Disperse use in pristine areas | Little human traffic, few trails, and no established campsites. Please prevent using these areas to keep if feeling untouched.

Protect water sources | Animals need access to water and may be frightened away if you are camped too close to their usual source. Camping near water can also lead to accidental contamination by wash water, food scraps, and human waste. Please camp 200 feet away from water.

How to stay found

  • Register at the trailhead or with a ranger

  • Be a competent navigator. Carry a map and know where you are at all times

  • Stay with your group

  • Look over your shoulder and take note of obvious landmarks along your route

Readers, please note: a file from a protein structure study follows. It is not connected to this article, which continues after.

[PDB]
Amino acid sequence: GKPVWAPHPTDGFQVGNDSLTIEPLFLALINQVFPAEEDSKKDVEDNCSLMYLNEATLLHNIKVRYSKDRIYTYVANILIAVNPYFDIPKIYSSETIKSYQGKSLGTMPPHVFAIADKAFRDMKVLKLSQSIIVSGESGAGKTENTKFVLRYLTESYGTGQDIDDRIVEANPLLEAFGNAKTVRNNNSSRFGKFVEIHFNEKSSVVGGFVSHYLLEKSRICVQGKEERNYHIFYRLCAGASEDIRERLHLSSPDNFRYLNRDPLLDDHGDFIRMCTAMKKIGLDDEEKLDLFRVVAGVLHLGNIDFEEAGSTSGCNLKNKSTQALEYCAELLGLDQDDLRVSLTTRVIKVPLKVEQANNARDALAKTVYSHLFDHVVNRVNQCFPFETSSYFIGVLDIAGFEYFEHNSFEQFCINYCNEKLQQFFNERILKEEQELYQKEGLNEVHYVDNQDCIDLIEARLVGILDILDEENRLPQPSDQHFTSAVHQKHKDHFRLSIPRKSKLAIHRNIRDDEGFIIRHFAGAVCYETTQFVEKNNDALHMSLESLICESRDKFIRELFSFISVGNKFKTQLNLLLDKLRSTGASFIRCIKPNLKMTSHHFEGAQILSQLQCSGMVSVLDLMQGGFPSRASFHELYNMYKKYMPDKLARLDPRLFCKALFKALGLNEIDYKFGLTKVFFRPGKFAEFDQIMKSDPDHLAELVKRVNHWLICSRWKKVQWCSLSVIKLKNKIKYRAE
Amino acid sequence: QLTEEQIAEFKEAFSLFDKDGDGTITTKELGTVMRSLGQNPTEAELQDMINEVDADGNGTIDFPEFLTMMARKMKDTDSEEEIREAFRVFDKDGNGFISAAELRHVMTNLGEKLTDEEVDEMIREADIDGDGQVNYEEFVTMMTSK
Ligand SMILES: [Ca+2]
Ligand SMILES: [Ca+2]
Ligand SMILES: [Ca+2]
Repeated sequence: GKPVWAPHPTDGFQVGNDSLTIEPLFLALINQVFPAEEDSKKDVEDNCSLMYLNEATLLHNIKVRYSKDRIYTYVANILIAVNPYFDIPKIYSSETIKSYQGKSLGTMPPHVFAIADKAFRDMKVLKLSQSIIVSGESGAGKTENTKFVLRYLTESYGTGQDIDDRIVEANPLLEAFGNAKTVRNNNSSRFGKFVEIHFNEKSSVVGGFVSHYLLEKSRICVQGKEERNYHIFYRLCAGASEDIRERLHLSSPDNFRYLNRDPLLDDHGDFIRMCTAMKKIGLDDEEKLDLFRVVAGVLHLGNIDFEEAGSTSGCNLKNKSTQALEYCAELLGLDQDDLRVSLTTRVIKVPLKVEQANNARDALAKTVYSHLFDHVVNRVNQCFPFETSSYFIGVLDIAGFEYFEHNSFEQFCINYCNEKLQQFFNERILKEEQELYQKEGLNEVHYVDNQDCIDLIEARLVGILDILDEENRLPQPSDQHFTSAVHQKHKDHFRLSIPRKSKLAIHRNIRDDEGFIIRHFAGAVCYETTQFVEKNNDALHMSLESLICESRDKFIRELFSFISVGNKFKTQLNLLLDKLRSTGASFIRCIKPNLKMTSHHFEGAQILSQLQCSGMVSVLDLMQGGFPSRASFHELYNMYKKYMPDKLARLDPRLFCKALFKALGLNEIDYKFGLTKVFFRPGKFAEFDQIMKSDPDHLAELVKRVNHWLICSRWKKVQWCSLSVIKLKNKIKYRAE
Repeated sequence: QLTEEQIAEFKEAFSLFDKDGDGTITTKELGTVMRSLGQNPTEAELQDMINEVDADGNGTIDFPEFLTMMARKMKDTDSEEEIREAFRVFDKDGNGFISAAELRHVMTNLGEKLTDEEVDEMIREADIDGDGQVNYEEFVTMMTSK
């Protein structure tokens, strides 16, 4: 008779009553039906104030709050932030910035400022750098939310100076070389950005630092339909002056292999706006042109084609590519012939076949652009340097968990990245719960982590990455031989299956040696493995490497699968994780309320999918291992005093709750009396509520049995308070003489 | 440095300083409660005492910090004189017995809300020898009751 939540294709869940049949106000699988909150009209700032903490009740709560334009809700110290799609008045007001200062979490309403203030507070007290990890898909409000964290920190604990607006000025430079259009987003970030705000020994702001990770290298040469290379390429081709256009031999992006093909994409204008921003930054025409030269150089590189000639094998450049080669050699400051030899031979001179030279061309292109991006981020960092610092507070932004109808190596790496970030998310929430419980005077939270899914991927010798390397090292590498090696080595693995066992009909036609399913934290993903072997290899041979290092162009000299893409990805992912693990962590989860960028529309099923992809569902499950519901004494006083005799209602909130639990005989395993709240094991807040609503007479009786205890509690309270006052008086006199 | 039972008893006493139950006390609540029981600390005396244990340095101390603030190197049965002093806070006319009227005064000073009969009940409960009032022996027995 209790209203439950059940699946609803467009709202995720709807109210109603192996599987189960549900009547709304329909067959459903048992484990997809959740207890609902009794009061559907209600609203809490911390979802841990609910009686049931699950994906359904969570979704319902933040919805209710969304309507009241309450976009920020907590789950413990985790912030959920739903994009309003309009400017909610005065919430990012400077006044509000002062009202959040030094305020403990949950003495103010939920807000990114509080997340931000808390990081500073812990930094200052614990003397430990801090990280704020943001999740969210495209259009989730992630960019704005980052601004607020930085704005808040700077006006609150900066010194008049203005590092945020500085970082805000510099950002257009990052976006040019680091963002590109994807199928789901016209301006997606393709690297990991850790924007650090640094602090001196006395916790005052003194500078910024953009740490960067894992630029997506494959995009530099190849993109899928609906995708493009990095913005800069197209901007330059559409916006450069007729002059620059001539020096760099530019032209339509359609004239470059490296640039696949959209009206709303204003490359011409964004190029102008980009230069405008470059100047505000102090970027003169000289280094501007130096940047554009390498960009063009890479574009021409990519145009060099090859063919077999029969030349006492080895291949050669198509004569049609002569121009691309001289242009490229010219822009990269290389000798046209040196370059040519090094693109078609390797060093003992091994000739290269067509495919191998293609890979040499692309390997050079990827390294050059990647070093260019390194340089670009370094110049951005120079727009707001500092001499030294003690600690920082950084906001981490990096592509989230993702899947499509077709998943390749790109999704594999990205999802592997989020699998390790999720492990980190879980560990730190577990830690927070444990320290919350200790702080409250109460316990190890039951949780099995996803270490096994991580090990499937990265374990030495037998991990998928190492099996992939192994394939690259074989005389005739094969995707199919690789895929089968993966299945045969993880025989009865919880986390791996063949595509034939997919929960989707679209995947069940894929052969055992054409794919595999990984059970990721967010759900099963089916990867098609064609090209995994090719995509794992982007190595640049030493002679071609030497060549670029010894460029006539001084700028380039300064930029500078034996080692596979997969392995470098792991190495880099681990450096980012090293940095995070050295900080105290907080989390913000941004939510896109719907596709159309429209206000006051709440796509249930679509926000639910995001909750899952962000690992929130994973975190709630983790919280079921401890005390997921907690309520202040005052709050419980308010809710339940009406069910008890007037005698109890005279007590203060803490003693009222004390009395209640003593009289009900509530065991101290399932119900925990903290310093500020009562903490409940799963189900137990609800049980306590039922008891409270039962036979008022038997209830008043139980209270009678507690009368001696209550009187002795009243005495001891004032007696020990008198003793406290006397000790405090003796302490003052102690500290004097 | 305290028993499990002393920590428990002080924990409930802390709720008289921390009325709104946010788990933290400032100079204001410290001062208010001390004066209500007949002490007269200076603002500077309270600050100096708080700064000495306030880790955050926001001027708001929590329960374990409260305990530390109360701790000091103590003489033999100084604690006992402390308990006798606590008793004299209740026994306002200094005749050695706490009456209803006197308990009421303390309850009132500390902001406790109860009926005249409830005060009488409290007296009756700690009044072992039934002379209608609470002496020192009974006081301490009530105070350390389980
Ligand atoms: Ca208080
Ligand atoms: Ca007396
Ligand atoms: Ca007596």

• Give a friend your itinerary and instructions explaining what to do if you don’t return on schedule. Leave a second copy on the dashboard of your car

  • Stay put if you do get lost. It’s easier to find a stationary target than one that keeps moving

Leave What you find

Preserve the past | Old trappers’ cabins, rock art, or antique glass is exhilarating, and you may be tempted to take home souvenirs. But, on public land these are protected by the Archaeological Resources Protection Act and the National Historic Preservation Act and should not be disturbed.

It is illegal to excavate, disturb or remove these resources from any public lands.

Native American tribes across the Rocky Mountain Regions, some places and objects found in the wild hold profound sacred meaning in their religious beliefs and ceremonies.

Leave natural features undisturbed | Load your camera, not your pack.

Avoid spreading non-native plants and animals | Invasive species can cause large-scale, irreversible changes to ecosystems by eliminating native species over time. Help prevent by: